Reshaping the Food Pyramid
It's not just how much you eat that counts. Consuming fewer carbs and more "healthy" fats may help stave off chronic disease.
By John Casey
Reviewed By Kathleen Zelman, MPH, RD, LD
The Food Guide Pyramid, the U.S. Department of Agriculture's map of what's supposed to make up a healthy diet, is familiar to everyone from schoolchildren to health-conscious senior citizens.
But recent research involving more than 100,000 people could turn the pyramid on its side.
The study found that people whose diets contained fewer carbohydrates--foods like bread and cereals--and a bigger proportion of "healthy" fats, such as olive oil, than recommended by the pyramid were 20% to 40% less likely to develop chronic disease than those whose diets more closely matched the USDA guidelines.
"The Food Pyramid is flawed," says study author Walter Willet, MD, a professor of nutrition at the Harvard University School of Public Health. "It says all fats are bad, all complex carbohydrates are good, all protein sources offer the same nutrition, and dairy should be eaten in high amounts."
More specifically, the Pyramid recommends eating the following every day:
The USDA is responsible not only for the Food Pyramid, but for the guidelines behind it. The agency uses a tool called the Healthy Eating Index or HEI, to measure how closely people's diets follow its dietary guidelines.
"The pyramid guidelines are changed by the USDA every five years," Willet tells WebMD. "But the pyramid has never been revised. Can the USDA actually do a meaningful revision of it without being influenced by meat and dairy lobbying groups? That's the big question."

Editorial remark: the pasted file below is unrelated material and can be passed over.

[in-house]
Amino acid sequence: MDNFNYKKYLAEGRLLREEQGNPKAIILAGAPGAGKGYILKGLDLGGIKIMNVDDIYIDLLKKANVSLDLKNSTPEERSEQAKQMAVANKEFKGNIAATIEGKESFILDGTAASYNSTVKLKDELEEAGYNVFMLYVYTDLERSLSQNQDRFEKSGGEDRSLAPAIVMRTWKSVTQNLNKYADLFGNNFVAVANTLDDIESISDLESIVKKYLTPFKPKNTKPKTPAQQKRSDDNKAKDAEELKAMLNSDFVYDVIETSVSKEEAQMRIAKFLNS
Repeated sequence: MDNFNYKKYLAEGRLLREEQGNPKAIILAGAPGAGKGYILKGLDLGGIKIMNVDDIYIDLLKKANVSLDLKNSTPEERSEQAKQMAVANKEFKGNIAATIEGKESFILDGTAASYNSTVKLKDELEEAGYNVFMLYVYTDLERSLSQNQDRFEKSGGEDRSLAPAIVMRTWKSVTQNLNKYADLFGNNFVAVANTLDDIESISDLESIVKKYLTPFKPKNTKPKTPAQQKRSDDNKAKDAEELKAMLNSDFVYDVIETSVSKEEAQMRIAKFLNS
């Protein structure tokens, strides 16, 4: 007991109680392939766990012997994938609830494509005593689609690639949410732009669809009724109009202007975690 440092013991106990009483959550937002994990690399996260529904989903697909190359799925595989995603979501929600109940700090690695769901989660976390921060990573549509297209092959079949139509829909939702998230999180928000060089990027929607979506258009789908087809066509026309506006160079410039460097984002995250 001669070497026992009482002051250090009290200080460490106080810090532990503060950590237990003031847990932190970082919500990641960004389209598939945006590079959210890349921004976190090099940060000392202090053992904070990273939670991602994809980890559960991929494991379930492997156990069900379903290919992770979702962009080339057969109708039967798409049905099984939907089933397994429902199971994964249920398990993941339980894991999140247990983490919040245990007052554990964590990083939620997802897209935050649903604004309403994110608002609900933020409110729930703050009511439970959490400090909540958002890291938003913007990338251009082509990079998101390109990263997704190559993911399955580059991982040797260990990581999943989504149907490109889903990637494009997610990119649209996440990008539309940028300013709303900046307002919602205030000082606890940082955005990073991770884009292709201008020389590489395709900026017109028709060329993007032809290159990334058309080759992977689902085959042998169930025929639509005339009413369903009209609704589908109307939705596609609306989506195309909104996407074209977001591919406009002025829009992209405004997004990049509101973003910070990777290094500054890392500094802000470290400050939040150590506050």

So the Harvard researchers set out to develop an Alternative Healthy Eating Index (AHEI) based ion scientific evidence. They looked at the diets of more than 100,000 men and women enrolled in two other major studies, the Health Professionals Follow-up Study, and the Nurses' Health study. The subjects chosen for the Harvard study filled out questionnaires that allowed the researchers to plot what kinds of foods they were eating.
The researchers came up with their AHEI by looking at dietary patterns and eating behaviors that, according to the findings of earlier studies, were associated with lower rates of chronic disease, Willet says. Unlike the UDSA index, the AHEI emphasizes the quality of food choices ? such as white meat over red meat; whole grains over refined grains; oils high in unsaturated fat, such as many vegetable oils, over ones with saturated fat; and multivitamin use.
In the Harvard study, men whose diets most closely matched the AHEI were found to have lowered their overall risk of major chronic disease by 20%, and women by 11%, compared with those whose diets least closely followed these guidelines. In fact, the researchers found that men and women who followed the AHEI lowered their risk of cardiovascular disease by 39% and 28%, respectively.
Here are some of the high points of the diet that the researchers found to be associated with low rates of disease. The AHEI suggests eating:
The study did not establish daily amounts for all food groups, and it did not look at exercise.
But Can We Really Eat This Way?
The USDA is now reassessing its dietary guidelines to try to bring them in line with current nutrition recommendations, including the Dietary Reference Intakes issued last fall by another prestigious group of experts at the National Institute of Medicine. Those recommendations call for adults to get an hour of physical activity daily and eat fewer trans fatty acids (found in margarine, fast food, and commercially prepared baked goods). They also set a new upper limit for fat consumption: 35% percent of daily calories, up from 30%.
The USDA last changed the guidelines behind its food pyramid in 2000, and plans to do so again in 2005, says USDA spokesman John Webster.